Shinto i Budo

Tekst napisany przez Araya Kancho w 2015 roku. Tłumaczenie na jęz. polski w przygotowaniu.


Centre, Circulation and Musubi (産霊) – the spiritual force of generating and raising everything
Connection between Shinto (神道) and Budo (武道)
by Araya Takashi (荒谷 卓)


1 The universe according to Shinto(神道) – as a premise of Budo(武道)

As in Judaism and Christianity, Japanese Mythology also begins with the creation of the world. In the centre of this creative energy field sits the first Kami called “Ame-no-minaka-nushi-no-kami” (天之御中主神(あめのみなかぬしのかみ)) whose name means “Heavenly Ancestral God of the Originating Heart of the Universe”. What’s really interesting about this genderless God is that it did not “create” the world from the outer space as such but rather, it became the universe itself. And the central energy of Ame-no-minaka-nushi-no-kami(天之御中主神) kept expanding exponentially. This Big-Bang-esque exploding energy itself was another Kami called “Takami-musubi-no-kami” (高御産巣日神(たかみむすびのかみ)), a deity of productivity. There was another powerful force that centralized and sucked all the energy in, just like a Black Hole. This force was the third Kami named “Kami-musubi-no-kami” (神御産巣日神(かみむすびのかみ)). The creative activities of the universe began with these three Kami of the creation.

According to “Kojiki” (古事記), the oldest extant chronicle in Japan, this continual activity of creating all matter through the circulation and restoration of expanding energy and contracting energy is described plainly as “And the next Kami was…”, “and the next Kami was”…

It implies that you and I exist as a part of this ever-lasting and continuing birth and rebirth of countless Kami, deities. In other words, the creation of the world triggered by those three Kami still continues today. And it could be thought that you and I are taking over the divine task right here, as I speak.

If we carry out properly this activity of creating the universe, which has been passed on to us from generation to generation, our children shall take it over from us. Through the continuation of this process, human society lives on eternally in the universe. Such is the universe, mankind and human society according to Japanese Mythology.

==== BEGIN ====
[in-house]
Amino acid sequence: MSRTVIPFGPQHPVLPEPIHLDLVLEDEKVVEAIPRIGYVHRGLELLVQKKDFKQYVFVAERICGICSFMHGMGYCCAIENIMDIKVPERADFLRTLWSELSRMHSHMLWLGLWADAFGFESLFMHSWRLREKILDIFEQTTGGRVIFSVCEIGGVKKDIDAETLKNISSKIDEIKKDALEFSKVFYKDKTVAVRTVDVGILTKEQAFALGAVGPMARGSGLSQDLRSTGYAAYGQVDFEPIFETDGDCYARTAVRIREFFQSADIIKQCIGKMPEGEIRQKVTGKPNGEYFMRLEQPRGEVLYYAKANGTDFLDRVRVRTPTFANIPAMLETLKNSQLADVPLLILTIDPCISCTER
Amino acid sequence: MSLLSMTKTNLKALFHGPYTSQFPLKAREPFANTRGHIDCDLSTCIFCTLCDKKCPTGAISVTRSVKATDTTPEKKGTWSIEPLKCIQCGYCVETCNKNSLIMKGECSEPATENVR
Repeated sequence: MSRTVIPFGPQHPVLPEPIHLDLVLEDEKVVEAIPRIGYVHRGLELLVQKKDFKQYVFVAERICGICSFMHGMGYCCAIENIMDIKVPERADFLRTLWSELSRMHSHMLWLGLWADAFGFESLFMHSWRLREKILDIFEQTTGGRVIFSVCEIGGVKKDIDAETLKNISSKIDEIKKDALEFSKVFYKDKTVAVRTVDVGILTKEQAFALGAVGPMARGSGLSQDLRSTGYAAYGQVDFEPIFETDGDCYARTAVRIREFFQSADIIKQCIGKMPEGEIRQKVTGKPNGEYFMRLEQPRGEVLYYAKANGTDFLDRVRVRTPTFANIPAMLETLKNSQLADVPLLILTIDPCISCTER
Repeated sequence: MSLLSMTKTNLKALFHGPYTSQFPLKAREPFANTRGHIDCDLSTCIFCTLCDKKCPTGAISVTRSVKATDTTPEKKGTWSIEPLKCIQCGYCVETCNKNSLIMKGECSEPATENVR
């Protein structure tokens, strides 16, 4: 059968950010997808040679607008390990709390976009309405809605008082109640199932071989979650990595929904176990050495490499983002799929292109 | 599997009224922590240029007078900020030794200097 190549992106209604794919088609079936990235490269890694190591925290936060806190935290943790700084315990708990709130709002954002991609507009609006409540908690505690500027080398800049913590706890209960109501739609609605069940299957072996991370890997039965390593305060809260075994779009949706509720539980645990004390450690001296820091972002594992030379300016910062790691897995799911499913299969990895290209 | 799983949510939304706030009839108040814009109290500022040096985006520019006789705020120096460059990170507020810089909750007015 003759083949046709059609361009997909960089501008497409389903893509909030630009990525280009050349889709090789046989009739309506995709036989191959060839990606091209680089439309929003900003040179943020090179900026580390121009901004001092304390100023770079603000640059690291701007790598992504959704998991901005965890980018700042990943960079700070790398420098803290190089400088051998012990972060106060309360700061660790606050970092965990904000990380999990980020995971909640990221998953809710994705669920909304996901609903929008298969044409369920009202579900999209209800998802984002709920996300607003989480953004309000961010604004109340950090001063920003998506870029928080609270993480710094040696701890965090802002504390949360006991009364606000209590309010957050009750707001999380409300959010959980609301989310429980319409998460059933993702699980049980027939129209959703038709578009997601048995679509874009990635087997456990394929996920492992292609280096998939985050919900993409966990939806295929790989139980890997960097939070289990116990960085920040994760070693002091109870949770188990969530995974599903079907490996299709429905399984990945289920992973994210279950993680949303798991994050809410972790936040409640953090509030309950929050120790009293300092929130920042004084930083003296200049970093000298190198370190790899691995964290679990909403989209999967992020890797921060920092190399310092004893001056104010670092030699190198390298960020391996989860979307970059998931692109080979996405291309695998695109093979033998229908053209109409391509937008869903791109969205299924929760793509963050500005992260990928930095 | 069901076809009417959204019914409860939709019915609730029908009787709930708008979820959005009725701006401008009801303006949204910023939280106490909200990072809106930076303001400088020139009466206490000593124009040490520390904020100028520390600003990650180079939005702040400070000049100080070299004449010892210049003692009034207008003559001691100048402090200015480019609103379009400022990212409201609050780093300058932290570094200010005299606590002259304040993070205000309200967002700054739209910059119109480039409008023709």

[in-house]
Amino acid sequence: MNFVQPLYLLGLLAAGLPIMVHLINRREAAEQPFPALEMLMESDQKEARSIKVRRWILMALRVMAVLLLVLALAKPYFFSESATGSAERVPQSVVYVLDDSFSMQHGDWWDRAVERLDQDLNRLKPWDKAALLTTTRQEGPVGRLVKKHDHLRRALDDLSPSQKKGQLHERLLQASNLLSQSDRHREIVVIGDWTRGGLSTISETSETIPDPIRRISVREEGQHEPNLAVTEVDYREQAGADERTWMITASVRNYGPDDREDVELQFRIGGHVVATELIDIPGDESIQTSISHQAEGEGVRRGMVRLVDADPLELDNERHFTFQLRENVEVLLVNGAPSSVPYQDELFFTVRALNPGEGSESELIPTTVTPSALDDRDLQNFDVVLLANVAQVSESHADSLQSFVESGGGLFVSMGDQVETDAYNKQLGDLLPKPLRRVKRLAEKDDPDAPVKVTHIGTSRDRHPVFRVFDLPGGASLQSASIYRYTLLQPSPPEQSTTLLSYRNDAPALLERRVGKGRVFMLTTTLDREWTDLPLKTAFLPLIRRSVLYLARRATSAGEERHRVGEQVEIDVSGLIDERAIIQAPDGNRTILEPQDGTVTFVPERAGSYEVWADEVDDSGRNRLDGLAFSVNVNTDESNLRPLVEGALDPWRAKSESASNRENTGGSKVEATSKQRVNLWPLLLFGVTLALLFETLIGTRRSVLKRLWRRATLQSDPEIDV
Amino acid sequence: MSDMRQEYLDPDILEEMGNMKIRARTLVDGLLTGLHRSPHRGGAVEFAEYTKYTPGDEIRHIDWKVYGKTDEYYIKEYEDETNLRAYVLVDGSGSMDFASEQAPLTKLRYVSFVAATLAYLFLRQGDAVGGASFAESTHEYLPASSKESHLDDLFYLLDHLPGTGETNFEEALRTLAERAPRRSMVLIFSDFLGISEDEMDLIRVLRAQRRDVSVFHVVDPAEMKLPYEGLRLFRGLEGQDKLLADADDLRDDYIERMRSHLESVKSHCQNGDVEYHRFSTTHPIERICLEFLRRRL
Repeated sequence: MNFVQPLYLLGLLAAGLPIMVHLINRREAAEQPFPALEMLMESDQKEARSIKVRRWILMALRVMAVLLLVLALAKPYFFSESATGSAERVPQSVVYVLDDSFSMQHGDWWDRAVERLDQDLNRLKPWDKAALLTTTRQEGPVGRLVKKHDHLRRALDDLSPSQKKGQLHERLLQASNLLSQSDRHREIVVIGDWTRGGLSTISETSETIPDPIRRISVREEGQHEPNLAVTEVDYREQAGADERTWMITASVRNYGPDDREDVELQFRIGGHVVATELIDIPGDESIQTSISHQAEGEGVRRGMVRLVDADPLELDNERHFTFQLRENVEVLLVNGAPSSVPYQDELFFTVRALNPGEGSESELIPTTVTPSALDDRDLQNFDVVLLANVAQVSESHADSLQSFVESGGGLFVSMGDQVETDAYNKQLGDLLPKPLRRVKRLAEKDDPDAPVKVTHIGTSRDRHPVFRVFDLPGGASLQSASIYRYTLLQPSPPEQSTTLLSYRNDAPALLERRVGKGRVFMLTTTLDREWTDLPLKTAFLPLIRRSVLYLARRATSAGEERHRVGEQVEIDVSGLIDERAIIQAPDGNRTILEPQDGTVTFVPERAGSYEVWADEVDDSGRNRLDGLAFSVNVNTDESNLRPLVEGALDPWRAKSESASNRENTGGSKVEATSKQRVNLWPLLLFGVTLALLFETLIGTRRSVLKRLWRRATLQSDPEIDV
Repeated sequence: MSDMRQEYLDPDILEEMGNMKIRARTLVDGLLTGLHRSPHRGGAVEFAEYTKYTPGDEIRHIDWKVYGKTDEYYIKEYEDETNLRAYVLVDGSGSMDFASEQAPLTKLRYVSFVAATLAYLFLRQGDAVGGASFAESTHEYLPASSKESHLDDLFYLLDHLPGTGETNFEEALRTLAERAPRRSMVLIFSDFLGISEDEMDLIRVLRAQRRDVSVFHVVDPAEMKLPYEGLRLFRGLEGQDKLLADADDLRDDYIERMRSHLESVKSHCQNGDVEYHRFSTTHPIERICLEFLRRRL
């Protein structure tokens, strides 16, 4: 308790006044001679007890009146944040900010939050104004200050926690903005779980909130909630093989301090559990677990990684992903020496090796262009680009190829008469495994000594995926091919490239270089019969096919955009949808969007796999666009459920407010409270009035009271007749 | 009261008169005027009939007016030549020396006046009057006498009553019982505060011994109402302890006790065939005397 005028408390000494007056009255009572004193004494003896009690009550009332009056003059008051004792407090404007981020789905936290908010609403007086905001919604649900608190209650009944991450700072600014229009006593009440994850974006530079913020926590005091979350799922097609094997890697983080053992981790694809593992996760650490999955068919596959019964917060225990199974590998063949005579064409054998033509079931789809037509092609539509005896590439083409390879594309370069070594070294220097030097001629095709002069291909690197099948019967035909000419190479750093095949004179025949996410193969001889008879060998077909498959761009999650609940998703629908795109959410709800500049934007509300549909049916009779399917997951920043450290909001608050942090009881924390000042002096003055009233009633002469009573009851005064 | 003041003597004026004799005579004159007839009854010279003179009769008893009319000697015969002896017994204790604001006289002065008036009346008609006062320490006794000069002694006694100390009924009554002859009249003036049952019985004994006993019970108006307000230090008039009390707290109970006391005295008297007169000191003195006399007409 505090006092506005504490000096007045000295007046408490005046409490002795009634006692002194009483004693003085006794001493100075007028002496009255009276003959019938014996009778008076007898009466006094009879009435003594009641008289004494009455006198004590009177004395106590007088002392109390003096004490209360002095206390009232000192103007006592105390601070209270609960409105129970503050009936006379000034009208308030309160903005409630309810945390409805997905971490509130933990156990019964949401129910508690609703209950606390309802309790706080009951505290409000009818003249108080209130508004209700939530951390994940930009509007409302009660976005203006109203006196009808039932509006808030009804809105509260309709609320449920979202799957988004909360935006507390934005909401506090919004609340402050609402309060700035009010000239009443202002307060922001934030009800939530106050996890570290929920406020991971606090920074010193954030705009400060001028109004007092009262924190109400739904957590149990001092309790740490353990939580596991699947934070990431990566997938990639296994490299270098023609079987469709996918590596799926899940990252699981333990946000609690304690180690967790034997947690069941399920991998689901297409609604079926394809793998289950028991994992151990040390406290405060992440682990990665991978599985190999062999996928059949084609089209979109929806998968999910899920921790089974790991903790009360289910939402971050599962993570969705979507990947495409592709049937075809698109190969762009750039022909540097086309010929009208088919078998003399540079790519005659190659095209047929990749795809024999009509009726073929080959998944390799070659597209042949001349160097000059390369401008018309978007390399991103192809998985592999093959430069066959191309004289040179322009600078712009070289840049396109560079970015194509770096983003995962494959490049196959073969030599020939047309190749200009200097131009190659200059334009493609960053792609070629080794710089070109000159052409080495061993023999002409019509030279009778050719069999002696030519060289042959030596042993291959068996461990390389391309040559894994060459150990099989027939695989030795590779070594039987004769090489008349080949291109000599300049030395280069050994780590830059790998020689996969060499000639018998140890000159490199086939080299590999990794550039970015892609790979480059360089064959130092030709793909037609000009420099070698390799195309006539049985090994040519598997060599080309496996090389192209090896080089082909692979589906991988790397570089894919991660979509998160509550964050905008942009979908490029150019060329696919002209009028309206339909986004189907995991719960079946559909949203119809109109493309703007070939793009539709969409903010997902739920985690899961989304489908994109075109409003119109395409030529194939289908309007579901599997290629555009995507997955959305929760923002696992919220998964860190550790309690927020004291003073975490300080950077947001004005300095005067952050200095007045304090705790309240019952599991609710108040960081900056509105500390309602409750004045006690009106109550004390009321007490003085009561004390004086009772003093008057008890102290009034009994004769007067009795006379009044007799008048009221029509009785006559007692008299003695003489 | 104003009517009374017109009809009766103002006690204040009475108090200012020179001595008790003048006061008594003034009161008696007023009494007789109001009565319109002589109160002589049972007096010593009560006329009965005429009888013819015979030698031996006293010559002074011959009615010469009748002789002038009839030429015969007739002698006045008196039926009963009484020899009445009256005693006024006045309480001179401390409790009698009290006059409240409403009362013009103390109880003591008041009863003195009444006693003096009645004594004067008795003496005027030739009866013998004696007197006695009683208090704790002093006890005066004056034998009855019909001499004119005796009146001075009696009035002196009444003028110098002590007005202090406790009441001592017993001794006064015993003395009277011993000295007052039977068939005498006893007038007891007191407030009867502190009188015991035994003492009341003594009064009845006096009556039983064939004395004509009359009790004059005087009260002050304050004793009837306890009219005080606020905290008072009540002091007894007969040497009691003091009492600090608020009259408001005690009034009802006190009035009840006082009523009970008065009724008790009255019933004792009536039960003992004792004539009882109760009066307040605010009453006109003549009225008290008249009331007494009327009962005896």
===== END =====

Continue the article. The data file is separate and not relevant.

Among those three Kami of the creation of the universe, Takami-musubi-no-kami and Kami-musubi-no-kami are called using the word Musubi(産巣日=産霊(むすび)), which means “the spiritual force of generating and raising everything”. Musubi(産霊) is a pure non-material energy responsible for creative activities.

Here is one simple example; our act of reproduction and the consequent birth of a new life is quite literally an act of Musubi (産霊). Incidentally or perhaps not so incidentally, “Musubu” (むす(産霊)ぶ) is a verb “to tie” in Japanese language. So, when a man’s heart and a woman’s heart are “tied”, a new life is born. The birth is thought to be the Hi(霊(ひ)), which means “the life force”, given a physical vehicle to manifest in this world. Therefore, a male body that has been bestowed Hi (霊(ひ))is named “Hiko” (霊子(ひこ)=彦) which means “a life-force-child” and a female body with Hi(霊(ひ)) is “Hime” (霊女(ひめ)=姫) – “a life-force-princess”.

In Far-East Asia, including Japan, we do not see a human as a mere physical being but as a spiritual entity that inherits the very energy that created and continues to create the whole universe. Traditionally, our age at birth is said to be one, as opposed to zero, because we consider the moment of birth as the moment of conception, rather than the moment of delivery.

Most of you must have heard the word “Genki” (元気). Now, Genki(元気) is a very powerful original energy that was bestowed upon us when we were born. So long as we maintain our Genki-ness, we will keep growing. Losing our Genki-ness means our original energy is exhausted and it will arrest our mental and spiritual growth. The latter, a state of powerlessness, a non-constructive state, leads to Kegare(穢れ), where the spirit is tarnished.


In Shintoism, the supreme virtue is to take part in constructive activities for the whole, and to keep producing something. When we ceases to engage in constructive activities and become lethargic, we are in the state of Kegare(穢れ), or our spirit is tarnished.

On the other hand, even if our original energy is intact, when that energy is undisciplined and, consequently, arrests other people’s development and interferes with the creativity of the whole, the act itself is named “Toga” (罪・咎(とが)), a sin, and the mental state of such an individual is called “Magatsuku” (禍(まが)つく), loosely translated as “catastrophe”. Such actions and mental state are condemned by the whole universe.

A human is born, lives and perishes in the universe. Death, however, merely implies our physical vehicle is finishing its role. Our soul will live on. Hence, in the Shinto funeral, the deceased returns to a pure energy called “Mikoto”(命(みこと)), the literal translation of which is “life”. For instance, when I die, I will just convert to Araya-takashi-no-mikoto(荒谷卓命(あらやたかしのみこと)) and continue to exist in the same world. In Shinto, there is no other world or heaven. The living and the dead coexist in the same world – this world. When one dies, one ceases to be a physical being. However, one’s soul, which is a non-material energy, turns into “Mikoto” (命(みこと))and exists forever in the cosmic field.